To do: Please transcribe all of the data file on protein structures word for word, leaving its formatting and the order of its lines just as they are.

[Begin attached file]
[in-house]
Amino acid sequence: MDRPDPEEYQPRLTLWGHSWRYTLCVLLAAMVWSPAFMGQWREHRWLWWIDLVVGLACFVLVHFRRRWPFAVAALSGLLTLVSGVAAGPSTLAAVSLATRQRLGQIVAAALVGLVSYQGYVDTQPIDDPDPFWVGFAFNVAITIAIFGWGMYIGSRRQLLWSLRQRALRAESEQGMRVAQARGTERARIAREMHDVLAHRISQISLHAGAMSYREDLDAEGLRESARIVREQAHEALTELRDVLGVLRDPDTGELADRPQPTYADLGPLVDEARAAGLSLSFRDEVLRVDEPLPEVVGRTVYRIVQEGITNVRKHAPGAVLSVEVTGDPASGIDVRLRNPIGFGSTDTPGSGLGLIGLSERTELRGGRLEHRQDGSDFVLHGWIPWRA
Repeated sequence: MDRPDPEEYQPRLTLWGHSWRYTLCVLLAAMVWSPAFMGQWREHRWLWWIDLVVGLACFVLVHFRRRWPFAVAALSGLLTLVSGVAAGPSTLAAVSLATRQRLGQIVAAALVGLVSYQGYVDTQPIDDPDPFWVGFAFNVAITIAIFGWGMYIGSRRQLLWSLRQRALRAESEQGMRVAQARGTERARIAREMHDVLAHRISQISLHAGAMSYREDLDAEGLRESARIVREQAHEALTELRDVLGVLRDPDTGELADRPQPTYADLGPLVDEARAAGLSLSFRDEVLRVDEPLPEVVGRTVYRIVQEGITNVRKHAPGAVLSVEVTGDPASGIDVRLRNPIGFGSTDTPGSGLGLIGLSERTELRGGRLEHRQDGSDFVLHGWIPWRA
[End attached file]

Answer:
[in-house]
Amino acid sequence: MDRPDPEEYQPRLTLWGHSWRYTLCVLLAAMVWSPAFMGQWREHRWLWWIDLVVGLACFVLVHFRRRWPFAVAALSGLLTLVSGVAAGPSTLAAVSLATRQRLGQIVAAALVGLVSYQGYVDTQPIDDPDPFWVGFAFNVAITIAIFGWGMYIGSRRQLLWSLRQRALRAESEQGMRVAQARGTERARIAREMHDVLAHRISQISLHAGAMSYREDLDAEGLRESARIVREQAHEALTELRDVLGVLRDPDTGELADRPQPTYADLGPLVDEARAAGLSLSFRDEVLRVDEPLPEVVGRTVYRIVQEGITNVRKHAPGAVLSVEVTGDPASGIDVRLRNPIGFGSTDTPGSGLGLIGLSERTELRGGRLEHRQDGSDFVLHGWIPWRA
Repeated sequence: MDRPDPEEYQPRLTLWGHSWRYTLCVLLAAMVWSPAFMGQWREHRWLWWIDLVVGLACFVLVHFRRRWPFAVAALSGLLTLVSGVAAGPSTLAAVSLATRQRLGQIVAAALVGLVSYQGYVDTQPIDDPDPFWVGFAFNVAITIAIFGWGMYIGSRRQLLWSLRQRALRAESEQGMRVAQARGTERARIAREMHDVLAHRISQISLHAGAMSYREDLDAEGLRESARIVREQAHEALTELRDVLGVLRDPDTGELADRPQPTYADLGPLVDEARAAGLSLSFRDEVLRVDEPLPEVVGRTVYRIVQEGITNVRKHAPGAVLSVEVTGDPASGIDVRLRNPIGFGSTDTPGSGLGLIGLSERTELRGGRLEHRQDGSDFVLHGWIPWRA